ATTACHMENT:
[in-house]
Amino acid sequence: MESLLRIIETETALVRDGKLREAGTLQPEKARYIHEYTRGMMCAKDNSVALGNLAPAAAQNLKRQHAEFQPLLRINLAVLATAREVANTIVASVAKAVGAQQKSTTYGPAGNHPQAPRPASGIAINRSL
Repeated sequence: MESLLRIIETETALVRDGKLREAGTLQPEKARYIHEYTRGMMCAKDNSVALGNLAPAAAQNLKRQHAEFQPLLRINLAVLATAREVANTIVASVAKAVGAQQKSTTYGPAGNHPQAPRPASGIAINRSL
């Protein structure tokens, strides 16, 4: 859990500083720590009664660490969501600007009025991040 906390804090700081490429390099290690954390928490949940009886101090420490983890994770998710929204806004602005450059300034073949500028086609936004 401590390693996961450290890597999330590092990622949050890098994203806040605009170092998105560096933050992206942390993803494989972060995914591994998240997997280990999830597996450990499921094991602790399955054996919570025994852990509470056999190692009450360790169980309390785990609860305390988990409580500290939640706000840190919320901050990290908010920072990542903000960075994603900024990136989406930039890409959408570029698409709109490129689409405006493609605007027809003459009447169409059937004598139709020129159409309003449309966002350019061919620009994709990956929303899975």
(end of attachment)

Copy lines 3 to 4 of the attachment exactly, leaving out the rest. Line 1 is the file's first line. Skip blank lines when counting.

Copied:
Repeated sequence: MESLLRIIETETALVRDGKLREAGTLQPEKARYIHEYTRGMMCAKDNSVALGNLAPAAAQNLKRQHAEFQPLLRINLAVLATAREVANTIVASVAKAVGAQQKSTTYGPAGNHPQAPRPASGIAINRSL
């Protein structure tokens, strides 16, 4: 859990500083720590009664660490969501600007009025991040 906390804090700081490429390099290690954390928490949940009886101090420490983890994770998710929204806004602005450059300034073949500028086609936004 401590390693996961450290890597999330590092990622949050890098994203806040605009170092998105560096933050992206942390993803494989972060995914591994998240997997280990999830597996450990499921094991602790399955054996919570025994852990509470056999190692009450360790169980309390785990609860305390988990409580500290939640706000840190919320901050990290908010920072990542903000960075994603900024990136989406930039890409959408570029698409709109490129689409405006493609605007027809003459009447169409059937004598139709020129159409309003449309966002350019061919620009994709990956929303899975």